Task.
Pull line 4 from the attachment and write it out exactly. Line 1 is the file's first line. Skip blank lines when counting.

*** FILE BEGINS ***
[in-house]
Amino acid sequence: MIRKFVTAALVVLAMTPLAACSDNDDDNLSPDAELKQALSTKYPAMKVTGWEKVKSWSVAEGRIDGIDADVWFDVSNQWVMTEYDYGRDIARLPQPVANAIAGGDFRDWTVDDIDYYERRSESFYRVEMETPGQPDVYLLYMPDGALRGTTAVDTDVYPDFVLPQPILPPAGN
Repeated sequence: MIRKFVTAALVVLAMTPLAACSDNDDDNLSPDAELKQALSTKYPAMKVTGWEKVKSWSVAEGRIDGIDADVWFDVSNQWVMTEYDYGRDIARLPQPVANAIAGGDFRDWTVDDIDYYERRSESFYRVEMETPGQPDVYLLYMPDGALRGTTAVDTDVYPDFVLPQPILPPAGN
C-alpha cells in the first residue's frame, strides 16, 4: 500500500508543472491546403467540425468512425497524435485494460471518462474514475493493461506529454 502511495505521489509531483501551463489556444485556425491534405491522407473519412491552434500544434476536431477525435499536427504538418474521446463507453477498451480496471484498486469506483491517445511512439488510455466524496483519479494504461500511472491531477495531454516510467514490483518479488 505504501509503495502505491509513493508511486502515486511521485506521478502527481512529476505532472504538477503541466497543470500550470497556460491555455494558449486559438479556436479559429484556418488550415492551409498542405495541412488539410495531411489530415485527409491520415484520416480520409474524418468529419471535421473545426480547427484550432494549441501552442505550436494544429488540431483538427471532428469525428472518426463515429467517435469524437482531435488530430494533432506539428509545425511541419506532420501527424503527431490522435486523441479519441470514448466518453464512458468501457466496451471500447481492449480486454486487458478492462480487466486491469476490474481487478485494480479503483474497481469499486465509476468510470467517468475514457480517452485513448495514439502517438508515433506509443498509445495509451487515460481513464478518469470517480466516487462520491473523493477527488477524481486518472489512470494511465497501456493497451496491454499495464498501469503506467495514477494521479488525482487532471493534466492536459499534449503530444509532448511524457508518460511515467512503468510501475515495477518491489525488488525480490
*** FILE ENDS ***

C-alpha cells in the first residue's frame, strides 16, 4: 500500500508543472491546403467540425468512425497524435485494460471518462474514475493493461506529454 502511495505521489509531483501551463489556444485556425491534405491522407473519412491552434500544434476536431477525435499536427504538418474521446463507453477498451480496471484498486469506483491517445511512439488510455466524496483519479494504461500511472491531477495531454516510467514490483518479488 505504501509503495502505491509513493508511486502515486511521485506521478502527481512529476505532472504538477503541466497543470500550470497556460491555455494558449486559438479556436479559429484556418488550415492551409498542405495541412488539410495531411489530415485527409491520415484520416480520409474524418468529419471535421473545426480547427484550432494549441501552442505550436494544429488540431483538427471532428469525428472518426463515429467517435469524437482531435488530430494533432506539428509545425511541419506532420501527424503527431490522435486523441479519441470514448466518453464512458468501457466496451471500447481492449480486454486487458478492462480487466486491469476490474481487478485494480479503483474497481469499486465509476468510470467517468475514457480517452485513448495514439502517438508515433506509443498509445495509451487515460481513464478518469470517480466516487462520491473523493477527488477524481486518472489512470494511465497501456493497451496491454499495464498501469503506467495514477494521479488525482487532471493534466492536459499534449503530444509532448511524457508518460511515467512503468510501475515495477518491489525488488525480490